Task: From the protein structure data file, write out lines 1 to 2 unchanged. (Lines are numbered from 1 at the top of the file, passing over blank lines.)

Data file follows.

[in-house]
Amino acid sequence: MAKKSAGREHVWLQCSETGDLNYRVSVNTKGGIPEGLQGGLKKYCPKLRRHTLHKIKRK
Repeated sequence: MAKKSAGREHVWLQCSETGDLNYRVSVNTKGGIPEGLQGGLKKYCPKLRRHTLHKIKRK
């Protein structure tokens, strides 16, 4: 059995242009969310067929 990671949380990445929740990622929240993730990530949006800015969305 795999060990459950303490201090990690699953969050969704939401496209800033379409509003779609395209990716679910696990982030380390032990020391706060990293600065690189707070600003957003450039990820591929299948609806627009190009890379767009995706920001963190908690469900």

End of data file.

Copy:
[in-house]
Amino acid sequence: MAKKSAGREHVWLQCSETGDLNYRVSVNTKGGIPEGLQGGLKKYCPKLRRHTLHKIKRK